'The cave has been under attack since 1998 from mould, fungi and bacteria. A new air conditioning system put into place in 2000 involved many workers coming in and out of the cave and it is believed that they did not properly disinfect their shoes upon entering, thereby bringing a common local mould into the cave. Authorities began spraying massive doses of antibiotics and fungicides in an effort to stop the rapidly spreading organisms. The foreign organisms continued to advance so most of the air conditioning system was shut down raising the temperature of the cave.

In 2001, authorities aggressively poured quicklime over the floor of the cave in an effort to stop the fungus. Compresses soaked in a mixture of fungicides and antibiotics were then applied directly on the paintings.

By 2002, the fungi and mould retreated, but the bacteria were still causing large dark spots to grow in the cave. An invasive and highly labour intensive, mechanical removal treatment was then tried. This involved the removal of the bacteria's roots and proved to be damaging because crews were constantly inside physically removing the spots. Furthermore, the brown bacterial spots that remain are highly visible.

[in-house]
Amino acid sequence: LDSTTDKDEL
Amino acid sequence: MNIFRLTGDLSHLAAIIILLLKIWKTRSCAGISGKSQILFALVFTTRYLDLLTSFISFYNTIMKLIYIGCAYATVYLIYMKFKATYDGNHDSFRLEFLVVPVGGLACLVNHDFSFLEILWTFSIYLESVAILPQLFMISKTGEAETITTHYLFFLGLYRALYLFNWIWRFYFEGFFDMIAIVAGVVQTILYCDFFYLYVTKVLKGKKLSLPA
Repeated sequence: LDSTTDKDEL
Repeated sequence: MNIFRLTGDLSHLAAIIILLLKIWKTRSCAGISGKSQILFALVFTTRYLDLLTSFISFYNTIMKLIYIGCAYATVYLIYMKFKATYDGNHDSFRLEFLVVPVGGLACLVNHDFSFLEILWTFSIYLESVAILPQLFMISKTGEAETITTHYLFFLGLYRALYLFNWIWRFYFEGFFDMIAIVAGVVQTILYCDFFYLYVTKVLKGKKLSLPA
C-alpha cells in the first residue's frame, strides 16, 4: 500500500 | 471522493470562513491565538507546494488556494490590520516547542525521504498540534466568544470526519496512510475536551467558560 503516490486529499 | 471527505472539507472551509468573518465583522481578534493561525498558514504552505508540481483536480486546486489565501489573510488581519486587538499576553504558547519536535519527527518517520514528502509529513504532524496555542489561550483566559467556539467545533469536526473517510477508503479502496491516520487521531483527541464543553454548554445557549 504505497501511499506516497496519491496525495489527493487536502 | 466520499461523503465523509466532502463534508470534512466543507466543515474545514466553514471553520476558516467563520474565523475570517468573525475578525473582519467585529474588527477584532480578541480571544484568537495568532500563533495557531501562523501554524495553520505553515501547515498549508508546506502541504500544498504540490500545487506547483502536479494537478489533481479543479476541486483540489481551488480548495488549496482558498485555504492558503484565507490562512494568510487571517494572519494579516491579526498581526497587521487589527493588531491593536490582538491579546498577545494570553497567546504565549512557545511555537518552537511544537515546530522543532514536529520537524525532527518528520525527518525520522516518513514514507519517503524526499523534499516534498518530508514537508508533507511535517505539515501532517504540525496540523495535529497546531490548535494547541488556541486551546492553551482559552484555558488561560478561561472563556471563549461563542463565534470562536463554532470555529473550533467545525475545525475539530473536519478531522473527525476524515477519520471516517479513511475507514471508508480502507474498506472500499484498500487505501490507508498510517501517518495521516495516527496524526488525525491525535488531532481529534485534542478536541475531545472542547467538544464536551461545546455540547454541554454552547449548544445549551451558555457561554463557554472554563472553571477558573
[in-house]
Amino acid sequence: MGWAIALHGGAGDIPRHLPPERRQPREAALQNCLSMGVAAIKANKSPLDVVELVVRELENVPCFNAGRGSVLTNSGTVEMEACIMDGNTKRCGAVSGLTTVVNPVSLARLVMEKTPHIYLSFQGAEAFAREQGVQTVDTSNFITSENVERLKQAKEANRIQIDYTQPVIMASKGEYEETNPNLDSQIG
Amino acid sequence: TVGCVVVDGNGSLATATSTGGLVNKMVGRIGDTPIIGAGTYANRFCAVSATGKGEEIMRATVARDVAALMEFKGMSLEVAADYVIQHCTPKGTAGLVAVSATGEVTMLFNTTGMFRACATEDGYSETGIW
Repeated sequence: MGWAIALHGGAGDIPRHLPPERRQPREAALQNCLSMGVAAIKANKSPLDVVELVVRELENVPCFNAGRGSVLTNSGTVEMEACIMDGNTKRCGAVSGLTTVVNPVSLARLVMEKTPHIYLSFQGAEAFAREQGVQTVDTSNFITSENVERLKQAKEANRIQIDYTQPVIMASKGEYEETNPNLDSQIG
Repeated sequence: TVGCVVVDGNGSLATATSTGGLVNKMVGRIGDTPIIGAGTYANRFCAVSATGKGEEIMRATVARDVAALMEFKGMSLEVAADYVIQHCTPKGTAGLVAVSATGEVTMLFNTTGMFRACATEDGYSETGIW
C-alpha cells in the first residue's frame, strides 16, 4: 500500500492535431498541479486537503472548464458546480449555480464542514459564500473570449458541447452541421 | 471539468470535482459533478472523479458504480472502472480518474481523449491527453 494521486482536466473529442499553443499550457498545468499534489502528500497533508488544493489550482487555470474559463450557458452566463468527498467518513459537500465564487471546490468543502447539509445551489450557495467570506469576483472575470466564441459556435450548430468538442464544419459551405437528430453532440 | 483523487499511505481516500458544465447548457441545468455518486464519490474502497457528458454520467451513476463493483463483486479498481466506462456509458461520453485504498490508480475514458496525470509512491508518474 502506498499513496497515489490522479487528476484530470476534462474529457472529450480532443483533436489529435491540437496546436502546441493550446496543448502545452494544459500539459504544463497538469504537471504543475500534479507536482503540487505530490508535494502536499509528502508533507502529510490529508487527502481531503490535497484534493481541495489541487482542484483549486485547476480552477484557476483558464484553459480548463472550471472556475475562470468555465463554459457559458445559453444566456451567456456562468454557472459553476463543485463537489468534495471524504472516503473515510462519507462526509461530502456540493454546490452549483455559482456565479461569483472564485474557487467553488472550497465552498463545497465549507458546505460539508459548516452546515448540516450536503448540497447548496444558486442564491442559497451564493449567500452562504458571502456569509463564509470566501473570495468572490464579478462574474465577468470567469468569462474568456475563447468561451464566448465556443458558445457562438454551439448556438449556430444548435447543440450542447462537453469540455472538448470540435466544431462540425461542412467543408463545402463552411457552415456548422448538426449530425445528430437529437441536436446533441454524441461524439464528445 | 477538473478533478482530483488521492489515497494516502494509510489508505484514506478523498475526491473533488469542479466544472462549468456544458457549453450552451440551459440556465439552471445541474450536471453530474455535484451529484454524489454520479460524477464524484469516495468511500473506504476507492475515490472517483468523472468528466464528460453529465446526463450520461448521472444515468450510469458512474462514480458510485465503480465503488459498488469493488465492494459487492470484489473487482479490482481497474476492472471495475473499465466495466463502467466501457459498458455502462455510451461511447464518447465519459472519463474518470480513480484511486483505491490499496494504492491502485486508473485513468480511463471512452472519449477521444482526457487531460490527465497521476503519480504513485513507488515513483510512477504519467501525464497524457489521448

By 2006, colonies of black spots, some as large as human hands, were quickly proliferating, spreading over painted and unpainted surfaces. The spots have yet to be identified by a microbiologist. Some of the paintings are in critical condition and colour tones are fading.

The cave, in addition, is currently very wet and water can be seen running over the face of paintings. The limestone which gave the cave a remarkable brilliance, has turned grey. Current managers have found no treatment and the spots continue to spread'.

(More about the Lascaux Caves)



Pleiades and the Taurus Constellation.

Research into the prominence of clusters of seven dots alongside images of Auroch's  in European cave-art has led to the suggestion that they may represent the first indications of constellations. (5)

The heliacal rising of Pleiades was one of the most important celestial markers after the moon to prehistoric people around the world. It represented the beginning of the new-year and of the agricultural season. Markings on bones, stones and paintings on cave walls have shown that the sky was probably used for orientating in time and space.

As well as Lascaux, a panel in the cave of La-Tete-du-Lion, France c 21,000 BP) also has a combination of Auroch (Bull-Aldebaran) and seven dots (Pleiades). In addition, at both sites, the eye of the bovine marks the position of Aldebaran, the primary star in the Taurus constellation.


(More about Palaeolithic Astronomy)



   Palaeolithic Writing:

 A survey of cave-symbols has highlighted the appearance of 26 symbols which appear to repeat themselves around the Palaeolithic world.


Article; New Scientist. (February 17th, 2010) Chauvet Cave and it's Palaeolithic art.